A friend of mine who wishes to remain anonymous went through a phase when she was about 17 where she was very into Mickey Hart (the drummer for The Grateful Dead). She had his book, Drumming at Edge of Magic and was obsessed not so much with Hart’s connections to the popular touring hippy band but to his interest in world rhythms and his ability to express his passion and enthusiasm for all forms of percussion.
If you have a friend going through a similar phase, pass along local percussionist River Guerguerian‘s Grooves for Odd Times: Modern World Percussion. The album is due out in 2012, but you can check out some samples here.
At first listen, the album is a world music junket. It’s more foot-tappable than outright danceable — though, listening to it, it’s easy to imagine a classical-meets-futuristic Indian dance performance, or something very innovative and modern. “Twenty Three Beats,” for example, has a spooky skeleton dance feel and make a great choice for some Heather Malloy choreography.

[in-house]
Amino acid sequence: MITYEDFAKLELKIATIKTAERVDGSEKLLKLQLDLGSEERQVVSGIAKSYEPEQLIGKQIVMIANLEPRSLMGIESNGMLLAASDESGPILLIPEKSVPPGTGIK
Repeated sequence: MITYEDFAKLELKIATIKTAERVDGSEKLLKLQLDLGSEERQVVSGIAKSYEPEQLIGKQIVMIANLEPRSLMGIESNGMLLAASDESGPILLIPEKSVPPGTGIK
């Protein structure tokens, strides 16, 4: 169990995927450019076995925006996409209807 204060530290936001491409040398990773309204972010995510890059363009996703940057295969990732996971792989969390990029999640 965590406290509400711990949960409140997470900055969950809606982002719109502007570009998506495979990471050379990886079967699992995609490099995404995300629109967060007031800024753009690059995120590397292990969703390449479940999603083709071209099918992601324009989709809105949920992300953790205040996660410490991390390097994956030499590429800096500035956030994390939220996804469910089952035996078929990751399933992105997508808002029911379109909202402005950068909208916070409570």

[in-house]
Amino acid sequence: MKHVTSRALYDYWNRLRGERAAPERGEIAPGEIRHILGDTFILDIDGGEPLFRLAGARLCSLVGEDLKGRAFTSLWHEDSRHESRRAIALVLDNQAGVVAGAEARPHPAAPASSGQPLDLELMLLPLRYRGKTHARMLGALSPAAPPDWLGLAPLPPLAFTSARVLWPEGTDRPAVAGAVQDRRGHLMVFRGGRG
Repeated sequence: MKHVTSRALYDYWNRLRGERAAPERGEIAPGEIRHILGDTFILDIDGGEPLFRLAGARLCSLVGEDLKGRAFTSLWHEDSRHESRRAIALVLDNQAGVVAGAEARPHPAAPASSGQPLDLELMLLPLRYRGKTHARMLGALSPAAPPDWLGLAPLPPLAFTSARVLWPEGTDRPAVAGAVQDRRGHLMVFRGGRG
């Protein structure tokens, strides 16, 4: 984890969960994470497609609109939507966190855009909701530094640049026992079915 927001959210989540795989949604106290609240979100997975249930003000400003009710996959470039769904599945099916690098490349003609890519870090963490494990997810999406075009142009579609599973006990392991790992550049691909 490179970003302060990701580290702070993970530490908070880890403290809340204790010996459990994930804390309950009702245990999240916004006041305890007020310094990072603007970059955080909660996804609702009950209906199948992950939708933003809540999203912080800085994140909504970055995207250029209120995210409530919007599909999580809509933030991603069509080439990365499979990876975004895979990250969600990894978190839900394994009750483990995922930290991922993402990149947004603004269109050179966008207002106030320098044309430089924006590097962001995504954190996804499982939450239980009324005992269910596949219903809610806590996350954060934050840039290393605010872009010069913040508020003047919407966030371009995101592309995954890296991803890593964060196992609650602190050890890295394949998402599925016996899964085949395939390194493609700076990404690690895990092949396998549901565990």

In the liner notes, Guerguerian explains that Grooves spans five years and consists of compositional concepts like lyrical percussion, abstract tone arrangement and aural landscape. So, this is no mere background track for coffee shops and book stores. It’s music with a basis in science and mathematics.
Each of the 11 tracks represent different beat cycles. The thick, molasses-dark, “She Walked In” is “30 (subdivided 7+8+7+8) & 14 beat cycles.” The songs also offer an education in percussive instrumentation, with a recipe list for each track. “Ten For You” has “four tuned frame drums, cajon, kanjira, drumset, bamboo, shakers, stringed dotar, cumbus oud, piano, wood, djembe, muted gongs, doumbek.” Other tracks like “Seven Tambourines” and “Overture” use percussive vocalizations where Guerguerian sings the drum sounds.
Keep a watch for Grooves to drop next year. Learn more about Guerguerian and his various projects here.